Zeljko Buvac's deep understanding of football typifies the coaching knowledge supporting the Liverpool cause at Melwood, according to Pepijn Lijnders.

The team’s first assistant coach joined the club alongside Jürgen Klopp and Peter Krawietz last October as the trio took on a new challenge after their success at Borussia Dortmund.

Dutchman Lijnders was already part of the staff set-up and, like goalkeeping coach John Achterberg, remained in position to support the manager as the Reds entered a new era.

Almost a year into their tenure, he considers the wisdom they pass on to be unrivalled – and not least that of Buvac, who was known as ‘the brain’ by Klopp and now has a new nickname.

“The boss called him a coaching book. I call him a coaching computer – unbelievable,” Lijnders told Liverpoolfc.com.

“I am doing the pro licence in Wales but I feel that this is the pro licence plus, plus! It’s his knowledge about the past.

“I had the privilege to work at PSV with [Guus] Hiddink and [Ronald] Koeman, at Porto with Andre Villas-Boas, Vitor Pereira and Jesualdo [Ferreira], and then here with Brendan [Rodgers] of course.

“But this is something special.

“Because you grow up and your passion and ambition as a coach, your character, the way you look at the game and the way you see your team playing – I identify myself so much with the style. All the people in Holland and Portugal who saw my teams play know that.”

Lijnders learned from a series of talented managers and coaches before joining Liverpool in 2014, having previously worked for Dutch side PSV Eindhoven and FC Porto in Portugal.

In the opening edition of our new ‘Behind the Badge’ feature, the first-team development coach explained how every person is ‘a product of your own environment’.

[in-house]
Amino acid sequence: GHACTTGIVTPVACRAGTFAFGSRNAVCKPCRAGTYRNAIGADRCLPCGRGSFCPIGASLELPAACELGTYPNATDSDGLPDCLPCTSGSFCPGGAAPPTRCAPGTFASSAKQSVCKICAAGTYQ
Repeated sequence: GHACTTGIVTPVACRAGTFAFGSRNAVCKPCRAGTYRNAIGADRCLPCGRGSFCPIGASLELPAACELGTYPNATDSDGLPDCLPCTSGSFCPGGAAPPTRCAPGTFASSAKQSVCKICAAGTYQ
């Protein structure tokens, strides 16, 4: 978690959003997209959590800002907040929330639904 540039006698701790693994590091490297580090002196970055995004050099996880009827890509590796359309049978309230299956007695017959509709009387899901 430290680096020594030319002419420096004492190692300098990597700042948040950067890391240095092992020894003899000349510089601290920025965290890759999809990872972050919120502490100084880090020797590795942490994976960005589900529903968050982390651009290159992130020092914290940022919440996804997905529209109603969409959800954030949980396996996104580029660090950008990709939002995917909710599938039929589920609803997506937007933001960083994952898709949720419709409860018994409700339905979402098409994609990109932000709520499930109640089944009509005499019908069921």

And his current colleagues are perhaps making the greatest impact yet on his own evolution.

He said: “In life you meet many, many different people – most of them you pass by, you pass by as well with conversation. Some people have influence on you, they impact you.

“Others put a stamp on your personality; at the moment, Jürgen, Zeljko and Peter are putting a stamp on my personality. There are just a few of them in the world you meet.

“I was lucky that I met a few at PSV and throughout the past. I was 19 when I started at PSV and I was 24 when I left Holland for Portugal when Porto signed me.

“I was lucky that in Portugal I met Vitor Frade, a tactical periodisation mentor, even the mentor of Portuguese coaches like Villas-Boas and [Jose] Mourinho.

“He created a training methodology and was really practical about how you can structure your ideas about the game and principles to create specific exercises to train them, always in the game context. I was lucky to meet Vitor at Porto and of course the head coaches.

“Then here at Liverpool, as I said, pro licence plus.

“You a product of your own environment and if you have intelligent people around you who speak well about the game and understand how modern football works – because modern football evolves constantly – and they know how it works, have been through it and know how to influence it in terms of game programme and training pitch, you have to feel that is a privilege.”